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State v. McCann

March 23, 2007


On appeal from Superior Court of New Jersey, Law Division, Camden County, Ind. No. 3509-09-05.

The opinion of the court was delivered by: Weissbard, J.A.D.



Submitted February 6, 2007

Before Judges Kestin, Weissbard and Graves.

Pursuant to leave granted, plaintiff, State of New Jersey, appeals from an order suppressing narcotics and related paraphernalia from use as evidence in a prosecution of defendant, Alvin McCann. The motion judge ruled that the Municipal Court judge who issued the search warrant that resulted in seizure of the evidence was not a "neutral and detached magistrate" because he had previously represented defendant as his attorney. This issue has never been addressed in any New Jersey decision. For the reasons which follow, we agree with the motion judge that the Municipal Court judge should not have acted on this warrant application but, contrary to his ruling, conclude that suppression is not the appropriate remedy in the circumstances presented.

The facts are as follows. On April 20, 2005, Officer John Grisso of the Winslow Township Police Department sought a search warrant for the residence of defendant at 201 Fifteenth Street, Florence, Winslow Township. In support of his application, Grisso submitted an affidavit which detailed an investigation beginning with information from a confidential informant in January 2005, concerning sales of narcotics by a man identified as "Ron" from 201 Fifteenth Street. Thereafter, Grisso conducted surveillance of the premises and arranged for the informant to make a controlled buy of cocaine from "Ron" at that address. In March, and again in mid-April 2005, Grisso arranged for another informant to buy cocaine from "Ron." These buys were observed by Grisso and the purchases were confirmed to be cocaine. We have only briefly sketched the contents of Grisso's affidavit because it clearly established probable cause to search the designated premises and defendant does not contend otherwise.

Grisso's affidavit was presented to the judge of the Municipal Court of Winslow Township. The search warrant was issued by the judge on the date of application, April 20, 2005, and was executed on the following day.

Following his indictment on various drug offenses, defendant moved to suppress the evidence seized pursuant to the warrant, arguing that the municipal judge was not the constitutionally required "neutral and detached magistrate," Johnson v. United States, 333 U.S. 10, 14, 68 S.Ct. 367, 369, 92 L.Ed. 436, 440 (1948), due to a long-standing attorney-client relationship between the judge and defendant. In support of that argument, defendant testified at the suppression hearing*fn1 that he had known the Municipal Court judge for twenty or thirty years, had consulted with him on various legal matters, and had been represented by him in one litigated case about ten years earlier. Defendant considered the judge his "family attorney."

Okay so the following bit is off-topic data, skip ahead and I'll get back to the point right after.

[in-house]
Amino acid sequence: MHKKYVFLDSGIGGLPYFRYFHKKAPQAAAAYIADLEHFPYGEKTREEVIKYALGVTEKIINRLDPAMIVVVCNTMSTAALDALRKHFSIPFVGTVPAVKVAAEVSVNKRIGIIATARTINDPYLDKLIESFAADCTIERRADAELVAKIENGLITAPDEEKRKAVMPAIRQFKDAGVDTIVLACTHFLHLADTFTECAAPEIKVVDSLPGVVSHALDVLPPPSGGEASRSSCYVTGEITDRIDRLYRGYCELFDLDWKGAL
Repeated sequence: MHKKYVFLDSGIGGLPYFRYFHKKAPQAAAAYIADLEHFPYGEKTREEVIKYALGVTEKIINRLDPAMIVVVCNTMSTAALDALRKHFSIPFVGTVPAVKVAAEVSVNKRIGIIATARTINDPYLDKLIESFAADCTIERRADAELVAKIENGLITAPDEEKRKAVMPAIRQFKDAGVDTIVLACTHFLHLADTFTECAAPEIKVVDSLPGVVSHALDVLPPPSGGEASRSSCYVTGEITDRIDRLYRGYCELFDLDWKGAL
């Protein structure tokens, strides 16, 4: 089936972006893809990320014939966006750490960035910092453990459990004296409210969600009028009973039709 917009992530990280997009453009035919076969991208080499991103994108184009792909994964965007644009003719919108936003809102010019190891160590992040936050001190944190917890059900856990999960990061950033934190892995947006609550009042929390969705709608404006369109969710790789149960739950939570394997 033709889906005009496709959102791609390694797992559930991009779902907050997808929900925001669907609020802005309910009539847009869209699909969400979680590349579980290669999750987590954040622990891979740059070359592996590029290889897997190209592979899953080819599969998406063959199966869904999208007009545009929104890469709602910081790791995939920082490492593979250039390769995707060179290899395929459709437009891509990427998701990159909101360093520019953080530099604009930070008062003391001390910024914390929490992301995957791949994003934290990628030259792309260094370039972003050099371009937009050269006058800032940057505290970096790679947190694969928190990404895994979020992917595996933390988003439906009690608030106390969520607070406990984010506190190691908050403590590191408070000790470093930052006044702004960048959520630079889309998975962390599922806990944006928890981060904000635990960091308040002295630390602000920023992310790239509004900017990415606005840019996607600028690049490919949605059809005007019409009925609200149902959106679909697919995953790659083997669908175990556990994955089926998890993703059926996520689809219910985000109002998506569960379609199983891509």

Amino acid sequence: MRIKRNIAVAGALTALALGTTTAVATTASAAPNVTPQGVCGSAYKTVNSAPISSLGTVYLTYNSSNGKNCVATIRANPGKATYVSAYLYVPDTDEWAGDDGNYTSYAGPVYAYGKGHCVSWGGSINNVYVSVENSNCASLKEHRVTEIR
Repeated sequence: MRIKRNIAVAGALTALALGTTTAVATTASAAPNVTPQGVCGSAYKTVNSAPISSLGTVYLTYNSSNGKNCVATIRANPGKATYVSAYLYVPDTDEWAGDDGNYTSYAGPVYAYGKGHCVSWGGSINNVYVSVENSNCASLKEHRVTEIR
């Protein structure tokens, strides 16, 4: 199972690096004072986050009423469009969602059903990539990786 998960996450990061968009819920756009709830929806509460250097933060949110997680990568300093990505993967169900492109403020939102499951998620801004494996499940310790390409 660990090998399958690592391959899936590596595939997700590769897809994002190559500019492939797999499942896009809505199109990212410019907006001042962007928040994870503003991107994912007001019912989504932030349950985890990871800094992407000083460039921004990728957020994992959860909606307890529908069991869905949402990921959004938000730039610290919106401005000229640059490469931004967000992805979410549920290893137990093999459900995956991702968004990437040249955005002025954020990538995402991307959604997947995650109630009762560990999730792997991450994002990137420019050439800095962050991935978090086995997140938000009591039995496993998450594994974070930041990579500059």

In his decision, the judge summarized defendant's proofs as follows:

The unrebutted testimony, and for purposes of this motion, I accept Mr. McCann's testimony as being credible. The unrebutted testimony is that Mr. McCann enjoyed a long term relationship with [the judge] beginning before [the judge] was appointed to the Municipal Court bench.

He had been represented by him. His two sisters had been represented by him.

His mother had been represented by him. He had been to his house on at least 12 occasions. He has sought his counsel on at least ten occasions. He had worked with him as part of his function with Winslow Township as an inspector. And he was so comfortable with him that he was able to approach him three weeks before the issuance of this search warrant and request an OR bail for a friend.

As a result, the judge found that "there was a relationship between the defendant and [the Municipal Court judge] as to make [the judge] not a neutral and detached magistrate." Turning to the appropriate remedy, the judge ruled:

Now we get to the question as to what would be the appropriate remedy, which was really the focal point of the arguments today. Defendant argues that the search warrant is invalid and that the exclusionary rule demands the suppression of the evidence that was seized. The state argues that an appropriate remedy is for this Court to review the search warrant to determine whether or not probable cause exists and that the evidence would have been discovered in any event.

I believe that probable cause does exist in this case. There is an extraordinary amount of cause that is set forth in the affidavit. The starting point, I guess, as set forth is the Constitution which requires that -- our Constitution and the United States Constitution and the New Jersey Constitution require that probable cause be shown to a neutral and detached magistrate upon affiant's swearing an oath in front of that magistrate or judge.

The purpose of that, according to . . . Mapp v. Ohio, 367 U.S. 643, [(1961)] the purpose of the exclusionary rule is to deter police misconduct. In the Eleuteri case, [Eleuteri v. Richman, 26 N.J. 506 [(1958)], Chief Justice Weintraub talks about adopting the exclusionary rule in New Jersey and purposes, the pros and the cons in doing that, and he sets . . . forth that the two reasons New Jersey should adopt it, one, . . . that the state should not stoop to the dirty business that criminals participate in in order to catch a criminal, and secondly that there is no civil or criminal remedy when the process is violated that would restore or protect the individual.

Here there was no wrongdoing by the police officer. He did exactly what he should have done. He gathered the evidence. He brought it before the Municipal Court Judge. He attested to it, and it was sufficient in that Judge's mind, and I think ...

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